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The Psychology Of Poverty and Karmic Management

The Psychology of Poverty

Rich Dad Poor Dad is a 1997 book written by Robert Kiyosaki and Sharon Lechter and is a good illustration involving the psychology of poverty.

The book centres on Robert Kiyosaki and his two ‘dads’—his real father (poor dad) and the father of his best friend (rich dad)—and the ways in which both men shaped his thoughts about money and investing.

I would recommend you read the book as this blog is a summary and does not do justice to the contents, but to summarise the book’s key principles.

In short, what separates rich people from poor is the rich make money work for them. I would recommend you read the book as this blog is a summary and does not do justice to the contents, but to summarise the book’s key principles.

  • The poor and the middle-class work for money. The rich have money work for them.

  • It’s not how much money you make that matters. It’s how much money you keep.

  • Rich people acquire assets. The poor and middle class acquire liabilities that they think are assets.

  • Financial aptitude is what you do with money once you make it, how you keep people from taking it from you, how to keep it longer, and how you make money work hard for you.

  • The most powerful asset we all have is our mind.

Some key quotations from the book provide invaluable insight into the psychology or poverty.

“There is a difference between being poor and being broke. Broke is temporary. Poor is eternal.”

“Money comes and goes, but if you have the education about how money works, you gain power over it and can begin building wealth.”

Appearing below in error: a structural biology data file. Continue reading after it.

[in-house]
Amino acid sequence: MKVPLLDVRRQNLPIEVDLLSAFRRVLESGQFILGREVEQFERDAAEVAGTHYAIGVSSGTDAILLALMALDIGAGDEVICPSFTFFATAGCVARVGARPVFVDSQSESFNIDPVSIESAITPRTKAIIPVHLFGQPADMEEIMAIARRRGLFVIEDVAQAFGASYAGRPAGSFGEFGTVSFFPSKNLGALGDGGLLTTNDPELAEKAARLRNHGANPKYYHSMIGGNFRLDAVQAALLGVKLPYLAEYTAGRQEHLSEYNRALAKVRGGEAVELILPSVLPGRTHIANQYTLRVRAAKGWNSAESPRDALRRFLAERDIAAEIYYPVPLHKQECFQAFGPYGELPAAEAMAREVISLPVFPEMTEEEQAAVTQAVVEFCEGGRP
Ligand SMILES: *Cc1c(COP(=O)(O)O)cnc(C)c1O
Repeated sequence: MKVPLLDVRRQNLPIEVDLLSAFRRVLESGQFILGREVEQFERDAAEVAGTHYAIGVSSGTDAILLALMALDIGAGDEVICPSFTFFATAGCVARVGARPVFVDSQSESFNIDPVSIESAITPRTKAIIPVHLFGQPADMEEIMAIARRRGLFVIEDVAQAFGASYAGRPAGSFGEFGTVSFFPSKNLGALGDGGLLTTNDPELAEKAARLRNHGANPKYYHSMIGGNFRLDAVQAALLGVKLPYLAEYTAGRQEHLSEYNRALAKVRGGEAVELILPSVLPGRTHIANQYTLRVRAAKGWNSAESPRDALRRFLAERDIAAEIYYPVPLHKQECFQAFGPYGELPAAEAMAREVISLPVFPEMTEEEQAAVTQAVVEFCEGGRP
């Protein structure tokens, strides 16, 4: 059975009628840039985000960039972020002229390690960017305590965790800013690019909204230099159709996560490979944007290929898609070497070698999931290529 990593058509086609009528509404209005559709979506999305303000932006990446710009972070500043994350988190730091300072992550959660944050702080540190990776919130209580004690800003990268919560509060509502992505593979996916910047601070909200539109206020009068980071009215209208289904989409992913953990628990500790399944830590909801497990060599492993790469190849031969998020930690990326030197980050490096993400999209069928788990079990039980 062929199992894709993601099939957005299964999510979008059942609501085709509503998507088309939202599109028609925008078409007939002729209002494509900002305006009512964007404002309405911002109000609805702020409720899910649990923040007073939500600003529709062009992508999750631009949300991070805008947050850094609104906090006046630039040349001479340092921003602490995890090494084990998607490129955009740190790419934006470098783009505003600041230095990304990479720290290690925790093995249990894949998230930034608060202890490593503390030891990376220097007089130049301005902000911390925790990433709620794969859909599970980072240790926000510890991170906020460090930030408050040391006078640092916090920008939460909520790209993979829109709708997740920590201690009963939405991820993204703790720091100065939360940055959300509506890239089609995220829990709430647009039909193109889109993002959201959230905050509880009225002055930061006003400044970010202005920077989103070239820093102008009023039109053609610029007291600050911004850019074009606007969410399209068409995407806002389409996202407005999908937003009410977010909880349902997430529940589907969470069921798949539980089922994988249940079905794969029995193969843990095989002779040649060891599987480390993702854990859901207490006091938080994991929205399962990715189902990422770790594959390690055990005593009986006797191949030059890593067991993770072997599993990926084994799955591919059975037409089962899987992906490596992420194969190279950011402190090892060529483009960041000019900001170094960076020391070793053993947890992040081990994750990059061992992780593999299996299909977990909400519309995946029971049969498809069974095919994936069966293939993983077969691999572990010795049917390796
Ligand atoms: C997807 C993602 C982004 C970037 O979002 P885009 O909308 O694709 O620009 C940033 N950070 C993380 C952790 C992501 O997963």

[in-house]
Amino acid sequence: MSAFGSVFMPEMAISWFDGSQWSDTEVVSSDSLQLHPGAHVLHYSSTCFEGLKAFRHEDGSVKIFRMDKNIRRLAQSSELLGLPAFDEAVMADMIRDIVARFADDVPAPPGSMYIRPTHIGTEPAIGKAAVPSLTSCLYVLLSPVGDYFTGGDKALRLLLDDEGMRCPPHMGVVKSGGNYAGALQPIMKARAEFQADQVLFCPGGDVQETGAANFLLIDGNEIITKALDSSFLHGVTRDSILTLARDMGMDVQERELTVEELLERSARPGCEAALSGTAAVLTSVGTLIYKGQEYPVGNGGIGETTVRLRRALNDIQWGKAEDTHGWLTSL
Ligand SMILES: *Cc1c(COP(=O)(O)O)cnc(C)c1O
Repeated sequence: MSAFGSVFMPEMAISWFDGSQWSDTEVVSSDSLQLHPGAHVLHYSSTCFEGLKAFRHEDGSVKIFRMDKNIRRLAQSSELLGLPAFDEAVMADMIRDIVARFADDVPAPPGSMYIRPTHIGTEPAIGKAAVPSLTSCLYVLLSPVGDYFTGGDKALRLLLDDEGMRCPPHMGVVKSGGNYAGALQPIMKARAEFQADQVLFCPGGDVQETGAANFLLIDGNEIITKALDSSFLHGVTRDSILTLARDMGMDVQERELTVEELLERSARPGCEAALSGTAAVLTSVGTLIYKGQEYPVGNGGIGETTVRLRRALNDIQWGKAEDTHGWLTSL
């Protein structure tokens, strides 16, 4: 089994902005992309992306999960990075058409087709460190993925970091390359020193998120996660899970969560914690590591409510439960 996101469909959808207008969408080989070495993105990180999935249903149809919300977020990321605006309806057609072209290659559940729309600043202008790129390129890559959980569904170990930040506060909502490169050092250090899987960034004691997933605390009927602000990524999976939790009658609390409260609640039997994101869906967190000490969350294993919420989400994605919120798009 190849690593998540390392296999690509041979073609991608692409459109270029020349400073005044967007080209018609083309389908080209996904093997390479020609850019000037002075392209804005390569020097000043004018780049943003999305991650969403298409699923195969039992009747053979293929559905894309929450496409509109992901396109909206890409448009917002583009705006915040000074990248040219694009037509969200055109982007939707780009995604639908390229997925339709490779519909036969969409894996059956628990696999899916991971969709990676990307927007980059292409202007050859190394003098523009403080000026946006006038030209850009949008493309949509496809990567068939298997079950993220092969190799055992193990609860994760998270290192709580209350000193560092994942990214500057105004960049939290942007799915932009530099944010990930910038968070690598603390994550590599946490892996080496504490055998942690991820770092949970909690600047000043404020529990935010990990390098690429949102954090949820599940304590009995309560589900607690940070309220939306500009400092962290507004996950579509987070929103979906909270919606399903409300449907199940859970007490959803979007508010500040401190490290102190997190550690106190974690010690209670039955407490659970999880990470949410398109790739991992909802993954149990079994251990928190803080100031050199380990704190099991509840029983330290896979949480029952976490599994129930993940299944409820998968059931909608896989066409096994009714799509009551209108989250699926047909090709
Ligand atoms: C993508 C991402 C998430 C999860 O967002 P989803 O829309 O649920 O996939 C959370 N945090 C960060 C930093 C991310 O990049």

“People’s lives are forever controlled by two emotions: fear and greed.”, “So many people say, ‘Oh, I’m not interested in money.’ Yet they’ll work at a job for eight hours a day.”

“Thinking that a job makes you secure is lying to yourself.”

“Intelligence solves problems and produces money.”

“You must know the difference between an asset and a liability and buy assets.”

"Good assets put money into your wallet. A liability takes money out of your wallet"

“Illiteracy, both in words and numbers, is the foundation of financial struggle.”

“The number-one expense for most people is taxes.”

Higher incomes cause higher taxes. This is known as “bracket creep.”

“More money seldom solves someone’s money problems.”

“The fear of being different prevents most people from seeking new ways to solve their problems.”

“A person can be highly educated, professionally successful, and financially illiterate.”

“Many financial problems are caused by trying to keep up with the Joneses.”

Once you understand the difference between assets and liabilities, concentrate your efforts on buying income-generating assets.

“The problem with simply working harder is that each of these three levels takes a greater share of your increased efforts. You need to learn how to have your increased efforts benefit you and your family directly.”

“Wealth is a person’s ability to survive so many numbers of days forward—or, if I stopped working today, how long could I survive?”

“The rich buy assets. The poor only have expenses. The middle class buy liabilities they think are assets.”

“The rich focus on their asset columns while everyone else focuses on their income statements.”

“Financial struggle is often directly the result of people working all their lives for someone else.”

“The mistake in becoming what you study is that too many people forget to mind their own business. They spend their lives minding someone else’s business and making that person rich.”

“To become financially secure, a person needs to mind their own business.”

“Financial struggle is often the result of people working all their lives for someone else.”

“The primary reason the majority of the poor and middle class are fiscally conservative—which means, ‘I can’t afford to take risks’—is that they have no financial foundation.”

“One of the main reasons net worth is not accurate is simply because, the moment you begin selling your assets, you are taxed for any gains.”

“A new car loses nearly 25 percent of the price you pay for it the moment you drive it off the lot.”

“Keep expenses low, reduce liabilities, and diligently build a base of solid assets.”

Robert clearly states the concept of making money work for you. “If I have to work there, it’s not a business. It becomes my job.”